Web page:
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REVIEW Plain text for smartphones & printers


Luigi CHERUBINI (1760-1842)
Medea - an opera in three acts (1797) [134:22]
Medea - Maria Callas (soprano)
Giasone - Jon Vickers (tenor)
Glauce - Joan Carlyle (soprano)
Creonte - Nicola Zaccaria (bass)
Neris - Fiorenza Cossotto (mezzo)
Capo delle guardie - David Allen (baritone)
Prima ancella - Mary Wells (soprano)
Seconda ancella - Elizabeth Rust (soprano)
Chorus and Orchestra of Covent Garden/Nicola Rescigno
rec. live, 30 June 1959, Royal Opera House, Covent Garden, London,
inc. Radio Introduction, track 1, CD1 [2:32]
Ambient Stereo
PRISTINE AUDIO PACO119 [58:11 + 75:58]

I have already glowingly reviewed the issue on the ICA label of this live radio broadcast and declared it the best of the five recordings I listened to made between 1953 and 1962. All featured Callas in a role she never abandoned during her ten glorious years as the world’s leading prima donna.

However, this latest incarnation from Pristine, is a re-mastering into Ambient Stereo of a previously unavailable recording of the FM broadcast on high-speed, open reel tape. As a result, and after a little audible patching of tape changes and the remedying of a few drop-outs towards the end of Act I, this issue far surpasses in quality what has previously been on offer. There is virtually no hiss and acres of space around the voices and instruments, revealing hitherto inaudible detail and nuance.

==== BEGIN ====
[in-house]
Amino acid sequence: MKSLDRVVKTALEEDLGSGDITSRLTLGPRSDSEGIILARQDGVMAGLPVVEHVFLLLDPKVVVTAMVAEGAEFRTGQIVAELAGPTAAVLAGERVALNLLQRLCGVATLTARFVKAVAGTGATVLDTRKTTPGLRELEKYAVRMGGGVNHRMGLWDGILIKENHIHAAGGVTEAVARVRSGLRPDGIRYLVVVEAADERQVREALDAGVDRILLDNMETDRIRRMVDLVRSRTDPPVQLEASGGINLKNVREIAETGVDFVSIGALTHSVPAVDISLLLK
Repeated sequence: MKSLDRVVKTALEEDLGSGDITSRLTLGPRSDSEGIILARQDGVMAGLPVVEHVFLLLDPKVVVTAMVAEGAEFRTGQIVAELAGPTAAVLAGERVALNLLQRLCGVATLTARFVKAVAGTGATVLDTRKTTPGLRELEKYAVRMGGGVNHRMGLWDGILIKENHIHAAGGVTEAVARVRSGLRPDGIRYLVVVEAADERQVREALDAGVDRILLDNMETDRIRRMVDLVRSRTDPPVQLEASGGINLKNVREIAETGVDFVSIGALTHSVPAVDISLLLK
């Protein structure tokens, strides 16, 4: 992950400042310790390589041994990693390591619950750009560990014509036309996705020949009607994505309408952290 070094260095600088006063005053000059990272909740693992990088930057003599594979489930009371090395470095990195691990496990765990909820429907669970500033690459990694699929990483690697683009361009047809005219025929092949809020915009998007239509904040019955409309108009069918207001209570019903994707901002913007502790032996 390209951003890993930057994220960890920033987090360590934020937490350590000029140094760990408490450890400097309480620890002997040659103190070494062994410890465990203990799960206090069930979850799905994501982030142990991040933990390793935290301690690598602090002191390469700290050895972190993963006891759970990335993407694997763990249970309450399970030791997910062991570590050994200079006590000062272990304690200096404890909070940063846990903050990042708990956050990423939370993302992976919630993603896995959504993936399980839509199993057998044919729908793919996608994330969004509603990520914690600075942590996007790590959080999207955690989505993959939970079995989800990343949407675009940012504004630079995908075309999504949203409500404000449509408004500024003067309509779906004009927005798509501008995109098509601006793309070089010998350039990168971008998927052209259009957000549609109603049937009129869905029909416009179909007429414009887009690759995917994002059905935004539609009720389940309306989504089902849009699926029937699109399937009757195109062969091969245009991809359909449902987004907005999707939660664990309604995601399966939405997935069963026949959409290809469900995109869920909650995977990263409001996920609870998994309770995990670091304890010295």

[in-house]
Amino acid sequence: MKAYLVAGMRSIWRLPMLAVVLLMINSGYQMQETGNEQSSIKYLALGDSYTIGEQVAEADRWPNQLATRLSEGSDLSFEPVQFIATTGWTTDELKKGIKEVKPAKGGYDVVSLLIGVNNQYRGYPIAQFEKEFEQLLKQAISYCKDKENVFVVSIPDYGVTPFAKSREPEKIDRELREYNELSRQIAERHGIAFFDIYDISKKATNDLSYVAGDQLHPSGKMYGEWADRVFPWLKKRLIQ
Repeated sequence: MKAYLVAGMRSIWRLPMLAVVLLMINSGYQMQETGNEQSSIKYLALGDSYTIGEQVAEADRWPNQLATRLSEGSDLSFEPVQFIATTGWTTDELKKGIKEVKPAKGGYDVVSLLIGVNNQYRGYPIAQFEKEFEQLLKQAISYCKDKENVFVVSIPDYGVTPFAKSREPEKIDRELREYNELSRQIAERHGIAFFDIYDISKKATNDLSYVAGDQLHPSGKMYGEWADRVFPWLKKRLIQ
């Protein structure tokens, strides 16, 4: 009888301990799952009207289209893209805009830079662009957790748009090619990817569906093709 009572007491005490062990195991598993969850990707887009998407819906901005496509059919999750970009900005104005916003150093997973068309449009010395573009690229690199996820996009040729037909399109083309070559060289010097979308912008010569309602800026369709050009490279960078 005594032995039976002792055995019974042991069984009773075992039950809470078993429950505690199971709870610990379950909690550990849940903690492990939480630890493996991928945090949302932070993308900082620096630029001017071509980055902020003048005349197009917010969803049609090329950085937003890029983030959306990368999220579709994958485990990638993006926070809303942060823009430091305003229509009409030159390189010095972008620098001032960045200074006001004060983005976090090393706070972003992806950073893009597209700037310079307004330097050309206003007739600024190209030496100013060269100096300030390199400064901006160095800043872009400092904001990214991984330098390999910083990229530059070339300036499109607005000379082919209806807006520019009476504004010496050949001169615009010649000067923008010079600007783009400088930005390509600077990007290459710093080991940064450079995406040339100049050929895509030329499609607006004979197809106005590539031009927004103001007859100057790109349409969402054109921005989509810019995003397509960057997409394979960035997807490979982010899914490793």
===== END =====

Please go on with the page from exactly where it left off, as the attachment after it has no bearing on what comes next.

Callas’ soprano falcon was in exceptionally good shape that evening in 1959. She is matched by a cast even better than that of the live Dallas performance the year before, which included the same Giasone, Jon Vickers, in finest youthful voice, displaying great beauty of tone and admirable legato.
Only Sylvia Sass and Leyla Gencer have since begun to approach Callas’ supremacy in the role of Medea, although I have not been able to hear Magda Olivero under Rescigno in Dallas in 1967. Of course the latter, Callas’ thirty-one performances and the recordings with Gender under Franci, live in 1968 and Sass under Gardelli, a 1976-77 studio recording, were all in Italian using Fritz Lachner’s stodgy recitatives; if you want a studio recording in the authentic French with spoken dialogue, I can recommend only the excerpts recorded by Rita Gorr and Guy Chauvet under Georges PrÍtre in 1961, which is very difficult to find. Oddly, there were recordings of live performances three years running by Fournillier in 1995, Swierczewski in 1996 and Folse in 1997, then nothing until the latest under Rousset in 2008; none of these can compete in terms of star-power. I have not been able to hear a live recording of the French version made in 1986 with Shirley Verrett and Werner Hollweg under Pinchas Steinberg, but I cannot imagine that the latter matches Vickers or indeed Chauvet. Thus this rejuvenated and revitalised remastering by Pristine of one of Callas’ greatest triumphs remains indispensable to her admirers.
Ralph Moore



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